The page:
SEOUL, South Korea
Hankook Tire & Technology Ltd. claims to be pushing the envelope again on tire manufacturing, disclosing that it's using artificial intelligence (AI) and Internet of Things (IoT) technology to improve the accuracy of "anomaly detection" in the production process.
Hankook claims its AI/IoT-based facility abnormality prediction system, or Condition Monitoring System Plus (CMS+), will allow it to accelerate the development of "smart" factories.
The Seoul-based tire maker is using CMS+ in its factories in South Korea and is in the process of applying it to its factories in China, Hungary and the U.S.
This is the third form of AI-based technology that Hankook has disclosed in recent months as it focuses on developing innovative R&D and digital technology capabilities and to realize digital transformation.
The others involve automating the final inspection process for tires by applying AI- and digital-sensor technology to enhance efficiency and consistency and using AI in an approach called Virtual Compound Design System (VCD), which provides what the company calls "predictive models for tire compound properties" that can cut development process time in half.
Manufacturing abnormalities can bring production lines to a halt, Hankook said, and bringing production back on line can take hours, raising costs.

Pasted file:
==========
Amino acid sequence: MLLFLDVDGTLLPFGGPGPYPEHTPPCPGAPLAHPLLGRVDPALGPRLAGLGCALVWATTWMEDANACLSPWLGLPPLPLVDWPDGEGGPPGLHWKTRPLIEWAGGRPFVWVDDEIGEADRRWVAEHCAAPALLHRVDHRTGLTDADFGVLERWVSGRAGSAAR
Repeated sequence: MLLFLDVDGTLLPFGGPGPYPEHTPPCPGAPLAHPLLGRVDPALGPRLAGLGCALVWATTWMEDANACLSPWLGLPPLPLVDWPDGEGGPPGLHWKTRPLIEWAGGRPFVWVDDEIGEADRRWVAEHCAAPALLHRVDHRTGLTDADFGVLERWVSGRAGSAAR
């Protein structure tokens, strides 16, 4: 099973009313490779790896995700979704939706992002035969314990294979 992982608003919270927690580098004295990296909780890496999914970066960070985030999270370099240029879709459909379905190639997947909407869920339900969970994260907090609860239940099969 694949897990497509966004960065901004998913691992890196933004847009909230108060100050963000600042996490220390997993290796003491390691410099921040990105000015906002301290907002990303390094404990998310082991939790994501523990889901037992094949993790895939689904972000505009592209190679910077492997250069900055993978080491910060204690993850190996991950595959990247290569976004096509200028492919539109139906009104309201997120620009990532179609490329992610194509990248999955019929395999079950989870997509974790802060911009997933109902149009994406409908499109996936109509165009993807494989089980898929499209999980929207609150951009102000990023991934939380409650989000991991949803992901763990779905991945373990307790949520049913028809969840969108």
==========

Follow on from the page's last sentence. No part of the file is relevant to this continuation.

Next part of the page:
Some symptoms of these abnormalities include changes in the outputs, abnormal temperature rise, noise and vibration, etc., so identifying minor symptoms in real time and performing maintenance in advance can play a key role in preventing major facility failures, Hankook said.
Abnormality prediction systems typically use a vibration sensor attached to key components of the equipment, Hankook said, which then requires experts to analyze the information and determine if there are any symptoms.
Hankook's CMS+, on the other hand, uses a three-step AI algorithm that enables data analysis with precise prediction that the company claims is three to four times faster than existing systems.
By incorporating IoT capabilities, Hankook claims CMS+ collects and analyzes data every second and then sorts and stores automatically data suspected of abnormalities.
Hankook developed this original AI algorithm in cooperation with the Korea Advanced Institute of Science and Technology (KAIST), a respected science and technology university in South Korea.
CMS+ also collects different types of data together, including sensor data, temperature and operational information, to predict abnormal conditions of the facility in advance. In the event of anomalies, the system notifies the plant manager in real time to allow appropriate action be taken faster.
The company said it also is working on incorporating augmented reality (AR) to help identify data flow that is difficult to distinguish in the field.
As for the final inspection process, Hankook said it is developing the technology as proprietary, but said it believes it could turn the process into a stand-alone business that it would consider licensing to third parties at some point.
Hankook noted final-stage inspection involves three types of examination to detect possible defects: internal inspection using a type of shearography; X-ray inspection of a tire's internal structure; and external visual inspection.
In particular, Hankook said it believes AI-based technology can be brought to bear in shearography — which it refers to as Interferometer Tire Testing (ITT) — and X-ray inspections.